In particular, I am delighted to see that the Review has taken on board the RSPB’s recommendation that the planned tidal lagoon at Swansea acts as a test project or “pathfinder” project from which we can learn the lessons ahead of a wider push to develop further lagoons in the Severn Estuary and elsewhere in the UK.
Hendry has recognised the potential opportunity of renewable energy from tidal but I’m really pleased that he is backing a measured approach such that if lagoon technology is to be expanded there is time to fully understand environmental impacts and avoid or mitigate them, so that this technology can be deployed in harmony with nature.
Shelduck in flight (Ben Hall, rspb-images.com)
A key objective for the Governments of the UK is to decarbonise our energy supply. In 2008, the UK Government introduced a legally binding target to reduce greenhouse gas emissions by at least 80% by 2050 against 1990 levels. To achieve this our energy system will need to change, and we will need to significantly increase our use of renewable energy sources.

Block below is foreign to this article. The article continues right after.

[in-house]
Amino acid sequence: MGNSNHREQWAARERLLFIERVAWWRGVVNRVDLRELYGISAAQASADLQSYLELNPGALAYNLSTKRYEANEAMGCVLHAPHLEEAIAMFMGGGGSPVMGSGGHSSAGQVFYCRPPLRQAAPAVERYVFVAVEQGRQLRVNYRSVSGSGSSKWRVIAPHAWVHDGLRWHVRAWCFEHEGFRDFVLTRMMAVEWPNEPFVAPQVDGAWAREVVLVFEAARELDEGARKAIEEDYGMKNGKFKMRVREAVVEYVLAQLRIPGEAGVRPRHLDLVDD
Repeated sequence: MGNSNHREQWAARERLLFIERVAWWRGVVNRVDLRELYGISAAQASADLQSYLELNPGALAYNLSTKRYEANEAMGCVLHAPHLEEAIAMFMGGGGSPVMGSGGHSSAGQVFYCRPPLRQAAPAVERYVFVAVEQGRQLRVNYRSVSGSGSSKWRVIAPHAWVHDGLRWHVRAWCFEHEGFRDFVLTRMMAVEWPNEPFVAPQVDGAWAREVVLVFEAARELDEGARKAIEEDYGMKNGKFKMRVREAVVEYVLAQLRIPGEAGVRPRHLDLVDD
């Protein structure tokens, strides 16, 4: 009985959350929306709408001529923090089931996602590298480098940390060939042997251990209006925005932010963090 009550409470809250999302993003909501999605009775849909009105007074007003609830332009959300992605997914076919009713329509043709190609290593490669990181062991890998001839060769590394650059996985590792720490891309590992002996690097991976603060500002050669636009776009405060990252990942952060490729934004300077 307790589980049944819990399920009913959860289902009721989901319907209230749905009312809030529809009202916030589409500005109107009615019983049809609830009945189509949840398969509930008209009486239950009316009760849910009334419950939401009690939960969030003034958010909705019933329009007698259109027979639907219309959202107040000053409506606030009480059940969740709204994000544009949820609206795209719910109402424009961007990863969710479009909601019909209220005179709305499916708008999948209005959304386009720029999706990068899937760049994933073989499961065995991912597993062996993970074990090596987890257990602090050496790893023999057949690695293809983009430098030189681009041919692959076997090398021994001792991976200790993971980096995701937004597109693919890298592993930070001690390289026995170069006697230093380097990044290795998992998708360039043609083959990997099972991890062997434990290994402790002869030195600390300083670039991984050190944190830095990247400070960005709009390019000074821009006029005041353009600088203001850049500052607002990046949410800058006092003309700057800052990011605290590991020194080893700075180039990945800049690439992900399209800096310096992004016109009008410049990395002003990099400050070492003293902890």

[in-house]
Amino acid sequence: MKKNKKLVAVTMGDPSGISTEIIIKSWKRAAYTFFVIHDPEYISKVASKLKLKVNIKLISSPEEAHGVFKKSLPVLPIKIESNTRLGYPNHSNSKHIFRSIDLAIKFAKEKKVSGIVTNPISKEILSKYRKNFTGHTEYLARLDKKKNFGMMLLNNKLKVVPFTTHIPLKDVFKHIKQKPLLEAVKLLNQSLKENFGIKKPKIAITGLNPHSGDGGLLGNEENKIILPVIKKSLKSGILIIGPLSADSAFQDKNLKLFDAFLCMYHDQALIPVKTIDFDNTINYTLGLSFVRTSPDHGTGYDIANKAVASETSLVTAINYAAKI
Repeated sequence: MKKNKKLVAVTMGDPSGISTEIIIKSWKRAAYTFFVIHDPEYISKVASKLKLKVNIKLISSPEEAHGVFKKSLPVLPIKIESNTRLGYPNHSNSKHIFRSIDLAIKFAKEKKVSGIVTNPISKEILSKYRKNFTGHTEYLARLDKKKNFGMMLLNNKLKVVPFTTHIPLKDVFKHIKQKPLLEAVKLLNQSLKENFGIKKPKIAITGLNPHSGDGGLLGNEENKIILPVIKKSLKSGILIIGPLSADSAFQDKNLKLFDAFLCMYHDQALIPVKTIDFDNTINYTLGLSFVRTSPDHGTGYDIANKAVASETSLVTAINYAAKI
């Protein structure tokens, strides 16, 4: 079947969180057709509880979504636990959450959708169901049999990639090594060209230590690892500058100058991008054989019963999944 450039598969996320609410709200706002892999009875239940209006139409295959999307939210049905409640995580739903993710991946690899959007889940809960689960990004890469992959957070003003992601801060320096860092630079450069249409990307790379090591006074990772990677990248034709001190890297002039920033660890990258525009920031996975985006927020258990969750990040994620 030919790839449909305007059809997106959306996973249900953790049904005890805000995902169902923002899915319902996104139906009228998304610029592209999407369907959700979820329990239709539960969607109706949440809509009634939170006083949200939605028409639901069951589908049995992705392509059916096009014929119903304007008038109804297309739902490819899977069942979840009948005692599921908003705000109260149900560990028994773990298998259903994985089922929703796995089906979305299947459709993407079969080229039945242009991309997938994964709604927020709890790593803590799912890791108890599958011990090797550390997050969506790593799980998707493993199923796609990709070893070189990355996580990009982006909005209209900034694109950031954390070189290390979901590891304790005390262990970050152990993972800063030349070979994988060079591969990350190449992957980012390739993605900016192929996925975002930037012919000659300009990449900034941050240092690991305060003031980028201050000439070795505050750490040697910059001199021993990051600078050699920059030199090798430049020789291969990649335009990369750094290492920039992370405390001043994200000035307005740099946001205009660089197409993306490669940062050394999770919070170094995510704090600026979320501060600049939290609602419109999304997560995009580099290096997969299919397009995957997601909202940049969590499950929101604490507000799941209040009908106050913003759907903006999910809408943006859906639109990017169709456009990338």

Last year ‘The RSPB’s 2050 energy vision’ looked at how we could do this. This was not a prescriptive document and we remain open to new ideas, innovations and technologies as the world works to meet the targets set out in Paris in 2015. As the UK transforms its energy system to meet the Government’s 2050 climate targets, our belief is that it must be in harmony with nature.
As well as being a key focus for tidal lagoons, the Severn is one of the UK’s natural wonders.